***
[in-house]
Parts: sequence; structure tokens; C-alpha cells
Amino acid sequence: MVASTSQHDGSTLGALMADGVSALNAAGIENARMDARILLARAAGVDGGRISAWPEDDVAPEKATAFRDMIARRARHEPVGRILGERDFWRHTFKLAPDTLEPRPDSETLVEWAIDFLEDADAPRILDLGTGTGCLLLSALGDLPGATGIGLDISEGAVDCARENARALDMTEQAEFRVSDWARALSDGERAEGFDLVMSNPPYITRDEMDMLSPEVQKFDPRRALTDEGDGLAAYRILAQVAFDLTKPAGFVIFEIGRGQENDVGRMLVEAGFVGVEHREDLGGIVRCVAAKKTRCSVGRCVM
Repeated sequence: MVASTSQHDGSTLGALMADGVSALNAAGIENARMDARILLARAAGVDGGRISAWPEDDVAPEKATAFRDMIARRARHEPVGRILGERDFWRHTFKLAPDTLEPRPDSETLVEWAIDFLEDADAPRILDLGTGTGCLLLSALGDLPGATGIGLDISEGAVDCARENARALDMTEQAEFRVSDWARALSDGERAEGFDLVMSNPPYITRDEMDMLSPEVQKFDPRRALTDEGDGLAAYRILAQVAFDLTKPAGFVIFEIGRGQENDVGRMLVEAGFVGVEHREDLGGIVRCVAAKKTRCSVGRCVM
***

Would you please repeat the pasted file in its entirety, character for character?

[in-house]
Parts: sequence; structure tokens; C-alpha cells
Amino acid sequence: MVASTSQHDGSTLGALMADGVSALNAAGIENARMDARILLARAAGVDGGRISAWPEDDVAPEKATAFRDMIARRARHEPVGRILGERDFWRHTFKLAPDTLEPRPDSETLVEWAIDFLEDADAPRILDLGTGTGCLLLSALGDLPGATGIGLDISEGAVDCARENARALDMTEQAEFRVSDWARALSDGERAEGFDLVMSNPPYITRDEMDMLSPEVQKFDPRRALTDEGDGLAAYRILAQVAFDLTKPAGFVIFEIGRGQENDVGRMLVEAGFVGVEHREDLGGIVRCVAAKKTRCSVGRCVM
Repeated sequence: MVASTSQHDGSTLGALMADGVSALNAAGIENARMDARILLARAAGVDGGRISAWPEDDVAPEKATAFRDMIARRARHEPVGRILGERDFWRHTFKLAPDTLEPRPDSETLVEWAIDFLEDADAPRILDLGTGTGCLLLSALGDLPGATGIGLDISEGAVDCARENARALDMTEQAEFRVSDWARALSDGERAEGFDLVMSNPPYITRDEMDMLSPEVQKFDPRRALTDEGDGLAAYRILAQVAFDLTKPAGFVIFEIGRGQENDVGRMLVEAGFVGVEHREDLGGIVRCVAAKKTRCSVGRCVM